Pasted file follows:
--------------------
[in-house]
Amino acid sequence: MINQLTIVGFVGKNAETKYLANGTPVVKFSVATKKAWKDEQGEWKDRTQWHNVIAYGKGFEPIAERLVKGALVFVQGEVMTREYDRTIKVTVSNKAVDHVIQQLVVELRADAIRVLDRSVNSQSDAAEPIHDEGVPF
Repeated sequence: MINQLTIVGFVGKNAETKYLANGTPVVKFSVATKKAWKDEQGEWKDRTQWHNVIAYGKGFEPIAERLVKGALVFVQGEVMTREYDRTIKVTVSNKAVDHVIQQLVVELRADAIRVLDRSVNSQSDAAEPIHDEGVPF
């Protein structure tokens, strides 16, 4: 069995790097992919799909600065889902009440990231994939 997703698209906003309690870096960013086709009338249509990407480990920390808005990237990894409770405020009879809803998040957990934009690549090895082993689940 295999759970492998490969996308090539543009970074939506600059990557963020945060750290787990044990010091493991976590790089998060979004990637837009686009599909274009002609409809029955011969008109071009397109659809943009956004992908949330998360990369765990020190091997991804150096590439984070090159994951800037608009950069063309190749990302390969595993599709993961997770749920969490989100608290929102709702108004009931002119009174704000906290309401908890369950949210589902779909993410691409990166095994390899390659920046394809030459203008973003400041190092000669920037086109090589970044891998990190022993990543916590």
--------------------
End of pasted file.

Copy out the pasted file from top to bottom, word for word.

[in-house]
Amino acid sequence: MINQLTIVGFVGKNAETKYLANGTPVVKFSVATKKAWKDEQGEWKDRTQWHNVIAYGKGFEPIAERLVKGALVFVQGEVMTREYDRTIKVTVSNKAVDHVIQQLVVELRADAIRVLDRSVNSQSDAAEPIHDEGVPF
Repeated sequence: MINQLTIVGFVGKNAETKYLANGTPVVKFSVATKKAWKDEQGEWKDRTQWHNVIAYGKGFEPIAERLVKGALVFVQGEVMTREYDRTIKVTVSNKAVDHVIQQLVVELRADAIRVLDRSVNSQSDAAEPIHDEGVPF
């Protein structure tokens, strides 16, 4: 069995790097992919799909600065889902009440990231994939 997703698209906003309690870096960013086709009338249509990407480990920390808005990237990894409770405020009879809803998040957990934009690549090895082993689940 295999759970492998490969996308090539543009970074939506600059990557963020945060750290787990044990010091493991976590790089998060979004990637837009686009599909274009002609409809029955011969008109071009397109659809943009956004992908949330998360990369765990020190091997991804150096590439984070090159994951800037608009950069063309190749990302390969595993599709993961997770749920969490989100608290929102709702108004009931002119009174704000906290309401908890369950949210589902779909993410691409990166095994390899390659920046394809030459203008973003400041190092000669920037086109090589970044891998990190022993990543916590």